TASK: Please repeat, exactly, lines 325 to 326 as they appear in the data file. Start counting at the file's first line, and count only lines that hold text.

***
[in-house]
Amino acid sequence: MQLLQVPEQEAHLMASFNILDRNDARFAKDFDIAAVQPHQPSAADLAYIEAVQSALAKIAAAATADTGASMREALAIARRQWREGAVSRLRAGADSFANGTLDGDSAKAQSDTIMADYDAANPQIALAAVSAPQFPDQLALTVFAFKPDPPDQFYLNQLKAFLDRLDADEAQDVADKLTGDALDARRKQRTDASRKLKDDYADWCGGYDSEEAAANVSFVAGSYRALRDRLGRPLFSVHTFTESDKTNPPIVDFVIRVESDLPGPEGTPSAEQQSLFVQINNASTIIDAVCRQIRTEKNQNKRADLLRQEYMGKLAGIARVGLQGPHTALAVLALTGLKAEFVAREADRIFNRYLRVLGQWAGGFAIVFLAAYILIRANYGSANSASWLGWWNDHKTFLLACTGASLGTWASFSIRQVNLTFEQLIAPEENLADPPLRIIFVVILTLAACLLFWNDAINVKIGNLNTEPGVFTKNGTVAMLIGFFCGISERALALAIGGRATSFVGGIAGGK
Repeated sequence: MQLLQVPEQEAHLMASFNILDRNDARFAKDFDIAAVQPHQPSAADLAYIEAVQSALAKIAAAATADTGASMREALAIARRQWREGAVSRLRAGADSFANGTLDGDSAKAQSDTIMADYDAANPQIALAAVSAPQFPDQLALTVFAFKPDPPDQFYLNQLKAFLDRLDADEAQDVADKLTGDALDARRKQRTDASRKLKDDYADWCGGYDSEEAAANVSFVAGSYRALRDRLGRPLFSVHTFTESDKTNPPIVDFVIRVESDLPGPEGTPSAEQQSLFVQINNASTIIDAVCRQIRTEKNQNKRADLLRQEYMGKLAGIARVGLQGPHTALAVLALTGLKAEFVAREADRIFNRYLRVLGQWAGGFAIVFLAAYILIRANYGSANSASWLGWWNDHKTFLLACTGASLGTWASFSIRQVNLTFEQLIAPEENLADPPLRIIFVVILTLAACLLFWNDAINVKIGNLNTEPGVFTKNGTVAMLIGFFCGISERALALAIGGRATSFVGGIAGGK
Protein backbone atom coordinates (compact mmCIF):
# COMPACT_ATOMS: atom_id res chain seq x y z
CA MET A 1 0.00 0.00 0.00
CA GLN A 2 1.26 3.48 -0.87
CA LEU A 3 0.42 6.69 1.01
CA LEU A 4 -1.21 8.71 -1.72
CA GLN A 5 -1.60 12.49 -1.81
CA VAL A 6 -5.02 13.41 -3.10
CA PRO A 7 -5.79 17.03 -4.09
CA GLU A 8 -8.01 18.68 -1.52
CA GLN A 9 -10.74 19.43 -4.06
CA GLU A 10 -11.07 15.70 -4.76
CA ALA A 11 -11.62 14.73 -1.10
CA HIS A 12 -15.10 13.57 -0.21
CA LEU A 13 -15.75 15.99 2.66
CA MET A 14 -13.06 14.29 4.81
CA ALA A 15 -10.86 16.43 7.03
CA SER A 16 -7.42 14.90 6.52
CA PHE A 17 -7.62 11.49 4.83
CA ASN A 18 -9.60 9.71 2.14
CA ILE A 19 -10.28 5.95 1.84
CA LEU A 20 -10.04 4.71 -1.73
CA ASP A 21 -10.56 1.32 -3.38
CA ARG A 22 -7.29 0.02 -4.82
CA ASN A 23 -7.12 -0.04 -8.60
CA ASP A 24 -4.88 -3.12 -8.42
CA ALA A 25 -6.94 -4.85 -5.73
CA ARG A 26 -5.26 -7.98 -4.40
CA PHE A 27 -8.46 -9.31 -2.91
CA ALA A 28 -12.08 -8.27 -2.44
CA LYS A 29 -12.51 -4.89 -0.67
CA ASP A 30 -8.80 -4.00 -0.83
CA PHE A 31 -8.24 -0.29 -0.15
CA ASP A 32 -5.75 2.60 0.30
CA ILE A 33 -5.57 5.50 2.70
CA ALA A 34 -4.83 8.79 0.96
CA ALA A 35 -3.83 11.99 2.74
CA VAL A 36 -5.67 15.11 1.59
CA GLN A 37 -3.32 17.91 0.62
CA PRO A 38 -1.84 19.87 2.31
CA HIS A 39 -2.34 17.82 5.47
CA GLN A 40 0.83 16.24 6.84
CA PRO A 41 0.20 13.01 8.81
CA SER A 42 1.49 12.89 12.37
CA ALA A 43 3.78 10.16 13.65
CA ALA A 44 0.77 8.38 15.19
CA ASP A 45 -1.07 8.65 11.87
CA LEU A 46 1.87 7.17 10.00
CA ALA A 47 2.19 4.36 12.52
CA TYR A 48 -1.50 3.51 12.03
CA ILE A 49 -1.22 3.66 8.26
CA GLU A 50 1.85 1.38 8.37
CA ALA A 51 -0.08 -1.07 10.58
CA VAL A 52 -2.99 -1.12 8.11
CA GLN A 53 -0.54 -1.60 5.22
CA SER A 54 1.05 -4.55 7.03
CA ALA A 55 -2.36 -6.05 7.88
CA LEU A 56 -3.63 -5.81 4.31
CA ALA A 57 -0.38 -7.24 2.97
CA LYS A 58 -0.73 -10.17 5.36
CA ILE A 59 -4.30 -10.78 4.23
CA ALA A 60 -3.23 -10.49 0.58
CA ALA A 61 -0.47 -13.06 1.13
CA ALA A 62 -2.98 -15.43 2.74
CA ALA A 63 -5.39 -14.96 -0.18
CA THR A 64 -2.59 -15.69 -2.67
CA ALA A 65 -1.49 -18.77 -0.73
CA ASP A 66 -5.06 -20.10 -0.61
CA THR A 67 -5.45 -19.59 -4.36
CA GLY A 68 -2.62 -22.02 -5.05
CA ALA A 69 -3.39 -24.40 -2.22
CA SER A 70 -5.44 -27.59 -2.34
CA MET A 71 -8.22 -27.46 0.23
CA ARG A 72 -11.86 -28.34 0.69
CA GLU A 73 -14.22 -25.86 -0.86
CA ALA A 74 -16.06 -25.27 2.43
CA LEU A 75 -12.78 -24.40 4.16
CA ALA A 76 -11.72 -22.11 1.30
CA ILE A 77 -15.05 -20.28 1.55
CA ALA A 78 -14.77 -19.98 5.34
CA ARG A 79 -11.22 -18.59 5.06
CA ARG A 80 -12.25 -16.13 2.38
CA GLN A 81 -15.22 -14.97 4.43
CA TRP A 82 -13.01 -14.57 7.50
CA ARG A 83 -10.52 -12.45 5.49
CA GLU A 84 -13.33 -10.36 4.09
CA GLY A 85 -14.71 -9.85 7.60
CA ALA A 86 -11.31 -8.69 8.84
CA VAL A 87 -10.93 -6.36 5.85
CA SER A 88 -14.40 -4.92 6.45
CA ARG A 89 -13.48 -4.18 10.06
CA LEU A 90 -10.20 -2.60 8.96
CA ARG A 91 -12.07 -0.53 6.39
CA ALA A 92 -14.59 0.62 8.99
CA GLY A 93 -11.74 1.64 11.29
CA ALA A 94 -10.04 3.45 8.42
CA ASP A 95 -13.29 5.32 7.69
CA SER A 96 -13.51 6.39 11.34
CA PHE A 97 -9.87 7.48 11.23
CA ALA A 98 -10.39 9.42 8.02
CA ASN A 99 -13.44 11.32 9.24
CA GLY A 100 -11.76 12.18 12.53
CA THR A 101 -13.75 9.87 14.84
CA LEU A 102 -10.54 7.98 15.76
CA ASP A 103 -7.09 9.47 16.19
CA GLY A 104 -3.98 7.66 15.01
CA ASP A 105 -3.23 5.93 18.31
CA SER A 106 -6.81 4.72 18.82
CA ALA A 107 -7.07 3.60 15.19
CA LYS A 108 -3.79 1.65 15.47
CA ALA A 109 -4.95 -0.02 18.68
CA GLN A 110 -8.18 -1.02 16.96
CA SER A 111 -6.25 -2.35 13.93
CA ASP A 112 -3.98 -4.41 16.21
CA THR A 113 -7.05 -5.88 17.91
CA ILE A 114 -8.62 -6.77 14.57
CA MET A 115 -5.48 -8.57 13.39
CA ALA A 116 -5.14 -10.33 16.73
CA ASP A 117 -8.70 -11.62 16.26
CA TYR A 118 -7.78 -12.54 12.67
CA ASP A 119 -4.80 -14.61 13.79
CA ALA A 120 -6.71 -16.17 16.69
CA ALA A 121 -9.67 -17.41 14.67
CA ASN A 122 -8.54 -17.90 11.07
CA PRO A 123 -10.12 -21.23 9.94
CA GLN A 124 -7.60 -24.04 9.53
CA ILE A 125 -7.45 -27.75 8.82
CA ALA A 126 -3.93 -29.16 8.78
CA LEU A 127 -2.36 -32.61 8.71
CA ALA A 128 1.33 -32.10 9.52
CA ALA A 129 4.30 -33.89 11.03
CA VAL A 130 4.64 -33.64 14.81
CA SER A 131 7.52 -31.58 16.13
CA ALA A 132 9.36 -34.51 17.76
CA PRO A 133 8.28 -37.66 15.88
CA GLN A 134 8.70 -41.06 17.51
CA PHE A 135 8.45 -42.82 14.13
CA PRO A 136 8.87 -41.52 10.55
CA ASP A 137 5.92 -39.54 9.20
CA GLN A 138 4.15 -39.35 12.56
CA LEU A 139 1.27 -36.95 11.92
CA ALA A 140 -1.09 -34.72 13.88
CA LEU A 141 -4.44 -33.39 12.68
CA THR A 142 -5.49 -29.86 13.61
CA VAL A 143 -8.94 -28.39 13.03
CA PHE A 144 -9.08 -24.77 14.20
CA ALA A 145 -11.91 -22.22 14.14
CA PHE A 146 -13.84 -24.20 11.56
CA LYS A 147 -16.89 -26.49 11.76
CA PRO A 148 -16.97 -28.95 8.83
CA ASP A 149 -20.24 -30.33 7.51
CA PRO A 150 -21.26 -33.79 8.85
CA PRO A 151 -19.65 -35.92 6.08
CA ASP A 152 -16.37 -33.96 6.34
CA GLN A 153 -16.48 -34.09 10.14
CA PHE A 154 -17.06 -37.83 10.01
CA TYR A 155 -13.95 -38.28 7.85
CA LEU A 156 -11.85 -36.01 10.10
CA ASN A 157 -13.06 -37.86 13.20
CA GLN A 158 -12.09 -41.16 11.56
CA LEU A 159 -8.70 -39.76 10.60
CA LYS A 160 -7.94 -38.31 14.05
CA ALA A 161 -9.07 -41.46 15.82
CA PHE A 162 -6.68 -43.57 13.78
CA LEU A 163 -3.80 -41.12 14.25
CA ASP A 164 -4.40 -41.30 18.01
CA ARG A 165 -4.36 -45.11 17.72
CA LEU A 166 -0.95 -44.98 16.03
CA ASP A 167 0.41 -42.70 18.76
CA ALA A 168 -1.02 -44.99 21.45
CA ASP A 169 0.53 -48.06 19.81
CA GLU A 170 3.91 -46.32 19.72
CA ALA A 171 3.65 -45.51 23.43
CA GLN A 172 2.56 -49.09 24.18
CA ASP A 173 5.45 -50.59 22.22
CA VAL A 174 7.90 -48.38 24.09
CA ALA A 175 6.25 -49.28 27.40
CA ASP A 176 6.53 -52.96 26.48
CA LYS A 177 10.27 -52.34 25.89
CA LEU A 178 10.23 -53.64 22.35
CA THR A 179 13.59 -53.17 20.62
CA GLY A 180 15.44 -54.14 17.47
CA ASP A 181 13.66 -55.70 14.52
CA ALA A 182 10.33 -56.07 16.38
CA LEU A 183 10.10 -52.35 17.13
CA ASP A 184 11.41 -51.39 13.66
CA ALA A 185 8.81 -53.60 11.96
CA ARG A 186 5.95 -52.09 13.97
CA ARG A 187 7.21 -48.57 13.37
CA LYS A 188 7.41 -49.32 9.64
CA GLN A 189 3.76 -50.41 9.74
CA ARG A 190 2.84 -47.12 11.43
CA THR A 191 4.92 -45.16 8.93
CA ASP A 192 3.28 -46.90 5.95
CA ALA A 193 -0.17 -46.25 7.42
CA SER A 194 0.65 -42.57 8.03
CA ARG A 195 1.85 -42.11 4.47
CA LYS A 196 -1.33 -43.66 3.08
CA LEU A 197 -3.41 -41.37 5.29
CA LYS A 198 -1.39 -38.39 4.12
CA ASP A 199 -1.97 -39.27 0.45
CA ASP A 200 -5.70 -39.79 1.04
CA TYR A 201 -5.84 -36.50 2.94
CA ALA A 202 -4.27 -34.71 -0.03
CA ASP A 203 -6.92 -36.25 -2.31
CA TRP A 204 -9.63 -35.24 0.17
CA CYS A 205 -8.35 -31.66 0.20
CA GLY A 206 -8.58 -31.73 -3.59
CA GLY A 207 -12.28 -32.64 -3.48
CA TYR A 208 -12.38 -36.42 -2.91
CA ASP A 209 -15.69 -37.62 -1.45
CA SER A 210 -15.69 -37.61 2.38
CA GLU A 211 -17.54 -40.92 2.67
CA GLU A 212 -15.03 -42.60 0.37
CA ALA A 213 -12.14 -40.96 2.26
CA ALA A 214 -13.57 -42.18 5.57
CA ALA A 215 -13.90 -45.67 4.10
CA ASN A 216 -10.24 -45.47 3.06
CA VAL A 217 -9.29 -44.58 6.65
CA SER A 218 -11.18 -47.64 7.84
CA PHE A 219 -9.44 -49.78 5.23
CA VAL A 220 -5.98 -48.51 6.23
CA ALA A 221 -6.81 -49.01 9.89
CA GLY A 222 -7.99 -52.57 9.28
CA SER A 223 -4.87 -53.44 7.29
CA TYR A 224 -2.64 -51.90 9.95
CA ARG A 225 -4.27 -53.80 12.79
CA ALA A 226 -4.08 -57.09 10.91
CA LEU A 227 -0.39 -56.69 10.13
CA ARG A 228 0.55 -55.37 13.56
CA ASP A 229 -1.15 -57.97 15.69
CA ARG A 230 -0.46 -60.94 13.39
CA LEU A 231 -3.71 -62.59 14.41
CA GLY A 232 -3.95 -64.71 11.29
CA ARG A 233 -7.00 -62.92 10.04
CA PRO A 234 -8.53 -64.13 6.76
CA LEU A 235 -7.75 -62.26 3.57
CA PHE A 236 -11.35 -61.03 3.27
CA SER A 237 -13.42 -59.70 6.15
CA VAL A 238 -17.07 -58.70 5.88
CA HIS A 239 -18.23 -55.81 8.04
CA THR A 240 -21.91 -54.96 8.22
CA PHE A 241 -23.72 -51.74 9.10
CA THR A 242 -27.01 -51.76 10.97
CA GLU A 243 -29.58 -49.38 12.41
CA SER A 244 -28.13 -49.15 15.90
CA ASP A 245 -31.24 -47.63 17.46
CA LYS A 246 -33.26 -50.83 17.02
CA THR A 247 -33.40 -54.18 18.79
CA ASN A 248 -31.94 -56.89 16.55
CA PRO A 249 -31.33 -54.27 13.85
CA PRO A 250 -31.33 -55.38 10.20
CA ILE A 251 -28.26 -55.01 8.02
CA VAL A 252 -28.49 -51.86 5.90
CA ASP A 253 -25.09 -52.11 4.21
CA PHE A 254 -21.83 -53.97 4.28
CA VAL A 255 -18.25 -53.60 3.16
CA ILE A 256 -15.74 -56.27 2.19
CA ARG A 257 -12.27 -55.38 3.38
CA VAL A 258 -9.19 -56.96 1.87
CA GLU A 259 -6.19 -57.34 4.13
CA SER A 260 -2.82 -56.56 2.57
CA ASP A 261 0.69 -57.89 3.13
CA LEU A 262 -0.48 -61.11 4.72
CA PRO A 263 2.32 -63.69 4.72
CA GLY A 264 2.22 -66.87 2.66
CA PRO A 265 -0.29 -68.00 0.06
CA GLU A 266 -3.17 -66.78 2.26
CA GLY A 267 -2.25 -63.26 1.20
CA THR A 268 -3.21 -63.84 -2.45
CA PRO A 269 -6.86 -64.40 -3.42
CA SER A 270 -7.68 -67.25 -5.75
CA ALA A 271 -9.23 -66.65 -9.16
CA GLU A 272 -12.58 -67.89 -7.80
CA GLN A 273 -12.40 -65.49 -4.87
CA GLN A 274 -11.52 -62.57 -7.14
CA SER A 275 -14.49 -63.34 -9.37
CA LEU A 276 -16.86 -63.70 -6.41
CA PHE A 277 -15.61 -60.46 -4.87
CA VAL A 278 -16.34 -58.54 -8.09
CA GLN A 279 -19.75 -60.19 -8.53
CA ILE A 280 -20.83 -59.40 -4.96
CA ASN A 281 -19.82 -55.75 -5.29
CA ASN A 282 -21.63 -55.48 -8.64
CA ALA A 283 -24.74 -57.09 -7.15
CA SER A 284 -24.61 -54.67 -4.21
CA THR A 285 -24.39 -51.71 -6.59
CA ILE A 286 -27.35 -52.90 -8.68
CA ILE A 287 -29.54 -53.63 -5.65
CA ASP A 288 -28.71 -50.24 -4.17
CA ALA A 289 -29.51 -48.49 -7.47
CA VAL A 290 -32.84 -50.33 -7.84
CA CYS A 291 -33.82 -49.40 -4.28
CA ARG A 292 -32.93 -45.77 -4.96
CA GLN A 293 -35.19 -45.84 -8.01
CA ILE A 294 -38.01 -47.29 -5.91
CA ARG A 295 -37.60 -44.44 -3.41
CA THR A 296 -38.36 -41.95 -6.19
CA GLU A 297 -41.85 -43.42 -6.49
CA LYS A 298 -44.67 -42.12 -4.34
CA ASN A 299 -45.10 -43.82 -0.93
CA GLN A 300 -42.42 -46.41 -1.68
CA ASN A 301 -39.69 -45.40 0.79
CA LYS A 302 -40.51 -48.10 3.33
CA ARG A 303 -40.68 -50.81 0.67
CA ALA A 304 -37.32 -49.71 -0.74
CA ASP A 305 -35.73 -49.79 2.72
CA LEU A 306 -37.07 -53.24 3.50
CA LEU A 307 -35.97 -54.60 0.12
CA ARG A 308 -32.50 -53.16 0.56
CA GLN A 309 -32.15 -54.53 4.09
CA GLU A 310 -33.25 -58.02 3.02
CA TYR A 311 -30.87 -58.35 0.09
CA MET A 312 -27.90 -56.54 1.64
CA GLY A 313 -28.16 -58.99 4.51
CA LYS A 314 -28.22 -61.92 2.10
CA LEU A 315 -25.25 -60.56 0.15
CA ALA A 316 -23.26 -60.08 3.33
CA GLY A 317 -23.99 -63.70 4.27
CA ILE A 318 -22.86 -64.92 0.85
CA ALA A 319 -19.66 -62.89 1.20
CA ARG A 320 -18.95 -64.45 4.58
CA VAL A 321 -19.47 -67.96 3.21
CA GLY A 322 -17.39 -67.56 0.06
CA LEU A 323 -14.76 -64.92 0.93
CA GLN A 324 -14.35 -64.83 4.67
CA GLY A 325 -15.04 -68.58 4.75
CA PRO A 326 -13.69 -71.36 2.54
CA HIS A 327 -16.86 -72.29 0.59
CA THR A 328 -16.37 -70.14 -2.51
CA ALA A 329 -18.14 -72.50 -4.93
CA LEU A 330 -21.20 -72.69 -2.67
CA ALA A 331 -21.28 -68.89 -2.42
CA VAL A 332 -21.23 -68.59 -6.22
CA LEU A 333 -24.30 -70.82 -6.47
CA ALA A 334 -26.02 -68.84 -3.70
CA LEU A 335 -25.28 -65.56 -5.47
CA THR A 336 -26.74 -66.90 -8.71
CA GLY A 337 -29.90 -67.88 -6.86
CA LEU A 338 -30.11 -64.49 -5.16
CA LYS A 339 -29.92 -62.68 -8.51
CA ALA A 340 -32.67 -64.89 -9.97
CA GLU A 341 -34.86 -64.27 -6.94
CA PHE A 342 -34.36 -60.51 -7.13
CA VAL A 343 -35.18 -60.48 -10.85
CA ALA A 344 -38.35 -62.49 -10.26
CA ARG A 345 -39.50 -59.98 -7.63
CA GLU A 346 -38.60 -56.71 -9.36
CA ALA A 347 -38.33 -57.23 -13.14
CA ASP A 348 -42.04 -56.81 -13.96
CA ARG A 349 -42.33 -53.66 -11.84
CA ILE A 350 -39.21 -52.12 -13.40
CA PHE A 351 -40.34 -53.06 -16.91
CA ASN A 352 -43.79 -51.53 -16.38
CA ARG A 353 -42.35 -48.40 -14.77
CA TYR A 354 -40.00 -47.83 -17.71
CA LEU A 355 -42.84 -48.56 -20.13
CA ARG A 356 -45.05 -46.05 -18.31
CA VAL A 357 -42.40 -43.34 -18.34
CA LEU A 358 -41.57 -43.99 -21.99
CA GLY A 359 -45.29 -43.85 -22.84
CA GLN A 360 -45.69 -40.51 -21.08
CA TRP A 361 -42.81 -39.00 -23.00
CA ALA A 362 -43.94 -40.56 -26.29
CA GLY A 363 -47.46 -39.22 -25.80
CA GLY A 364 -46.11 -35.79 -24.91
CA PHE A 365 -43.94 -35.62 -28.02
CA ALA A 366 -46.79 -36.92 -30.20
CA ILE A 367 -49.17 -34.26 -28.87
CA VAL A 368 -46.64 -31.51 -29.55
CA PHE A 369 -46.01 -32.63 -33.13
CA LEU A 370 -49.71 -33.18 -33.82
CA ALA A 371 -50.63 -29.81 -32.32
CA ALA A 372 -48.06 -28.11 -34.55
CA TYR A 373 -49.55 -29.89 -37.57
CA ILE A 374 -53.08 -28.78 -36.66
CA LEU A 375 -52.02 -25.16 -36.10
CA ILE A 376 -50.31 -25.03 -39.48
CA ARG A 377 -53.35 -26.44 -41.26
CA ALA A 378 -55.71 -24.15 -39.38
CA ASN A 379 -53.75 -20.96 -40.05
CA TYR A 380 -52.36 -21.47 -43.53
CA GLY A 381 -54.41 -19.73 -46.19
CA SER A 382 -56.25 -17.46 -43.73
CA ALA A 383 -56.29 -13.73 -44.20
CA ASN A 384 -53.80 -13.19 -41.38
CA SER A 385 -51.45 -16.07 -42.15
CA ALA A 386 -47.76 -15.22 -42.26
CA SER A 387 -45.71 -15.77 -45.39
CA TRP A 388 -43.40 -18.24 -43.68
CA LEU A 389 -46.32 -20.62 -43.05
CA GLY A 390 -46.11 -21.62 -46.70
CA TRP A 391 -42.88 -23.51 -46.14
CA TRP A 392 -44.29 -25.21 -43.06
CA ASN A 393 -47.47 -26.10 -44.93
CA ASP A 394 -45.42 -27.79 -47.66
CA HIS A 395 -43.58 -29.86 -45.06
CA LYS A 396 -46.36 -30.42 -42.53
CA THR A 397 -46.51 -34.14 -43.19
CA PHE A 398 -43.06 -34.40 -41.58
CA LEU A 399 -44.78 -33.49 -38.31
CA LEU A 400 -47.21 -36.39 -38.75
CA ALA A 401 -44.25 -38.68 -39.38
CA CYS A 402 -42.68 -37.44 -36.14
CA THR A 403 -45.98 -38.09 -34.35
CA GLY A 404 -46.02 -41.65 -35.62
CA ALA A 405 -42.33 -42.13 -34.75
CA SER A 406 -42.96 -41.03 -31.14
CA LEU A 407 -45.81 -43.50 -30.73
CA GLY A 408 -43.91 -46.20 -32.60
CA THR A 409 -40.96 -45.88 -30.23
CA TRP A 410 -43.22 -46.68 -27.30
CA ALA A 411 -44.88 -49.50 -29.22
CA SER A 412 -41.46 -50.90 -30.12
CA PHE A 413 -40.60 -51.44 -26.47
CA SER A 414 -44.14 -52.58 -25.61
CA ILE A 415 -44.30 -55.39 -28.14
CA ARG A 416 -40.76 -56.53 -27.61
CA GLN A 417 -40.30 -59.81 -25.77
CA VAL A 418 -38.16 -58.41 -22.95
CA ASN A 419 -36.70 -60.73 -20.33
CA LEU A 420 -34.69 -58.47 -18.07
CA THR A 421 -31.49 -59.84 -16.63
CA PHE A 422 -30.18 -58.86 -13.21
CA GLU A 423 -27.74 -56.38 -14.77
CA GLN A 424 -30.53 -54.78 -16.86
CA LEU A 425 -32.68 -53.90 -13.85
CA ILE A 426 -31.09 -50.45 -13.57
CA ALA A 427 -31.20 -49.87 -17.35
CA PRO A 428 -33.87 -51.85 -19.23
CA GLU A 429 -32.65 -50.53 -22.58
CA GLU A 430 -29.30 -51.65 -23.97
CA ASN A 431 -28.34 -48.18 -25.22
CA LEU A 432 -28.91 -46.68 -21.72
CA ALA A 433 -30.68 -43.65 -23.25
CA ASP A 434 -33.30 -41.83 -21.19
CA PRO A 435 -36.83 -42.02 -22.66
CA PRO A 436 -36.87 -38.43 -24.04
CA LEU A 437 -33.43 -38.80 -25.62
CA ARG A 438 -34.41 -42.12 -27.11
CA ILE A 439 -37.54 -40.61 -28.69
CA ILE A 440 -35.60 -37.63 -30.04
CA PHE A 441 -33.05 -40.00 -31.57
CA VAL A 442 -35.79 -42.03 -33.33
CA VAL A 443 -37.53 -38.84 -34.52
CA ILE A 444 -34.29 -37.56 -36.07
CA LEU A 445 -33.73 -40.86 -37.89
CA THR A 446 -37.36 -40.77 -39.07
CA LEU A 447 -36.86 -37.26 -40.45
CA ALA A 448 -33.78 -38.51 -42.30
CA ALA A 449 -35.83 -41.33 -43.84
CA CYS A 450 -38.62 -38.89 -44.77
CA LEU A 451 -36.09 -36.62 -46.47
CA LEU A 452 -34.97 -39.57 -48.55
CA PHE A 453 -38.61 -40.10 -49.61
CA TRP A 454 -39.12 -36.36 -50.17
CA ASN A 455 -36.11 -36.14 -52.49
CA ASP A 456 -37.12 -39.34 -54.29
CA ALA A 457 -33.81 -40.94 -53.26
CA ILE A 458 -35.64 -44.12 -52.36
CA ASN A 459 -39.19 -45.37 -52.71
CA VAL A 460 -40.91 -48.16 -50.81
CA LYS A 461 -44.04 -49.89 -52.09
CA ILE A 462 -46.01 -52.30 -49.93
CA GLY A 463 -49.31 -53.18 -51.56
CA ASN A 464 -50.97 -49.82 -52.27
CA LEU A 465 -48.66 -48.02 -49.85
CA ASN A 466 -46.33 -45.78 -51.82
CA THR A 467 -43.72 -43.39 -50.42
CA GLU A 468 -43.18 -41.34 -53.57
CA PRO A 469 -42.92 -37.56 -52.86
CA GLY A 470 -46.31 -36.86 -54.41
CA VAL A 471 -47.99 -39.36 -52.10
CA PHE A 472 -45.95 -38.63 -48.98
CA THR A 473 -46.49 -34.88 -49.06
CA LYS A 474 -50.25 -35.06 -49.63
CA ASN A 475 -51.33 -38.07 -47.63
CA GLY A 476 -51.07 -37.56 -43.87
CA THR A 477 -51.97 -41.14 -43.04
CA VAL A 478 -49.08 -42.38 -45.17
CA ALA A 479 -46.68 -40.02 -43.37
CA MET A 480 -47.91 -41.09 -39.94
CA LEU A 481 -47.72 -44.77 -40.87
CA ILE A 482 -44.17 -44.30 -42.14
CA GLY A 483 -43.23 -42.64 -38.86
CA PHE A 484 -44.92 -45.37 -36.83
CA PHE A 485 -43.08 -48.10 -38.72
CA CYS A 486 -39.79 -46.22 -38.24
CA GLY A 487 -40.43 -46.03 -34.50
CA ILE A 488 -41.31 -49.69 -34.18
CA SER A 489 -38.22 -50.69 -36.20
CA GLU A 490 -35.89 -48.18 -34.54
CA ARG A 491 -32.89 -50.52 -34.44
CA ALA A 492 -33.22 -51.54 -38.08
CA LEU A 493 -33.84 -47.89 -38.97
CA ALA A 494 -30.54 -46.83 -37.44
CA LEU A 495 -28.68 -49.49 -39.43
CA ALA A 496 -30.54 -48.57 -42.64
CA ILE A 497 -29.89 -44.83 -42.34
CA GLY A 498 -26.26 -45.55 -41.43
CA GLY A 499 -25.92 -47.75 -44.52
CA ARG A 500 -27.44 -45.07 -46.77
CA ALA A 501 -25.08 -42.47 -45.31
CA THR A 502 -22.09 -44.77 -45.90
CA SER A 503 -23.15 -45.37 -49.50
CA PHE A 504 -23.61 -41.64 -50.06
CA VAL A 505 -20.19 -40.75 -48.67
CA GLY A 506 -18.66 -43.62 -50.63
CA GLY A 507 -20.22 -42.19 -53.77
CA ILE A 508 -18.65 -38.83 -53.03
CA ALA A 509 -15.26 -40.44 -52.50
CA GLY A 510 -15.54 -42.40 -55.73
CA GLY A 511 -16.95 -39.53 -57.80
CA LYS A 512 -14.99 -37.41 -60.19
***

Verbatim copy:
CA ARG A 320 -18.95 -64.45 4.58
CA VAL A 321 -19.47 -67.96 3.21